The seed grows and the meadow blooms
And the wood springs anew,
Loudly sing, Cuckoo!
Been singing all day in this wonderful warmth. 13th century song written, prob, at Reading Abbey. The school there, already then two hundred years old, was supposed to be the same institution that I went to, if rather more recently. Anyway ‘Cuckooooo’
The picture is of one of the old apple trees in the Borders garden – when the property was three separate cottages, the boundaries between the three gardens attached to each seem to have been made by espalier fruit trees. The tree in the pic. has sawn off ‘ghost’ branches quite low down, where once horizontals must have been. Another tree, early fruiting, deepest red apples, marks the entry to the ruined cottage No 3, now just the walls of my micro-kitchen garden. A third tree we took down because it closed off the view of the hills.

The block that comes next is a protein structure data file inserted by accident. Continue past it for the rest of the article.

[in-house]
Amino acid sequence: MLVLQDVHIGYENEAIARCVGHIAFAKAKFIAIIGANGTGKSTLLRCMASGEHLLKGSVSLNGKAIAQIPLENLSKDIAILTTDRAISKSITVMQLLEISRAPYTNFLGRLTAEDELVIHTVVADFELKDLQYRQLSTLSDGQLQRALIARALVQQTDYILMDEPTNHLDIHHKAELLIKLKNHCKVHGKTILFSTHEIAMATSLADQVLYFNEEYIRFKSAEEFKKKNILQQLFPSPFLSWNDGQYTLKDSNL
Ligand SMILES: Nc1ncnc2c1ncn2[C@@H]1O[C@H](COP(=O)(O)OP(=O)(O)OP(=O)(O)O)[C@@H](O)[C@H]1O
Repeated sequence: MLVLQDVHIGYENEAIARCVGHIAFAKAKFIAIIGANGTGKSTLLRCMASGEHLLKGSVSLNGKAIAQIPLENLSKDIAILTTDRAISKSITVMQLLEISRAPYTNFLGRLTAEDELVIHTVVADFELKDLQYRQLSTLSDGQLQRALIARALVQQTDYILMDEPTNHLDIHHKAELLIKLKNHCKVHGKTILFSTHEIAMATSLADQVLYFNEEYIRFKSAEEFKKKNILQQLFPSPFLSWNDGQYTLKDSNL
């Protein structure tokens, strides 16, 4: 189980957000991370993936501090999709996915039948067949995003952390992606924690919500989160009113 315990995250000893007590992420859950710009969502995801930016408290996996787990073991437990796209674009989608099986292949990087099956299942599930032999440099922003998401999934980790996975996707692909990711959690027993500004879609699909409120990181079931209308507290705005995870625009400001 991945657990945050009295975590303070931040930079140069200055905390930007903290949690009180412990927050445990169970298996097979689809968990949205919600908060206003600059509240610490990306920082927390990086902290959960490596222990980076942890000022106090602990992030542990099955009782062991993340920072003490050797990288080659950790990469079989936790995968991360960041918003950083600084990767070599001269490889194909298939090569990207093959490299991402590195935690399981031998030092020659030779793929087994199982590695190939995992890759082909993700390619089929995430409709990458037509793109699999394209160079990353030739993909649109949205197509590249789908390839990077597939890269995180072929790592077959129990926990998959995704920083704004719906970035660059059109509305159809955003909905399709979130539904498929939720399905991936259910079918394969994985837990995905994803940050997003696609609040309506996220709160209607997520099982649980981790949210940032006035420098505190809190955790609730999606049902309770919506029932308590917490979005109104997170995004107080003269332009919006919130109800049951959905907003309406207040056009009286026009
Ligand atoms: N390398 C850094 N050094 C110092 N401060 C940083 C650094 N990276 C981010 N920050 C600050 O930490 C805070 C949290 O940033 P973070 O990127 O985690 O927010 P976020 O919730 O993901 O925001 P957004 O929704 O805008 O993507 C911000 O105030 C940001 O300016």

All the new trees we’ve planted have been ‘antique’ (‘heritage’ if you are in the US) varieties, and all are just going over their flowering in this great warmth, so a drift of falling petals – all except a supposedly ancient Roman variety now called ‘Court Plat Pendu’, a crabbit thing and refuses to flower except at the very last moment for pollination.
But the honeysuckles are starting, pale grey-mauve lilacs behind Dionysus, the Scots roses too, and lovely pale ‘Mme Alfred Carriere’ on the kitchen gable. By the old blue seat, surrounded by wild strawberries in flower, the last of the perennial honesty (Lunaria redivia), which is, for me, almost the most lovely perfume of the swift vanishing spring.
Sumer is icumen in,
Lhude sing cuccu!
Groweþ sed and bloweþ med
And springþ þe wde nu,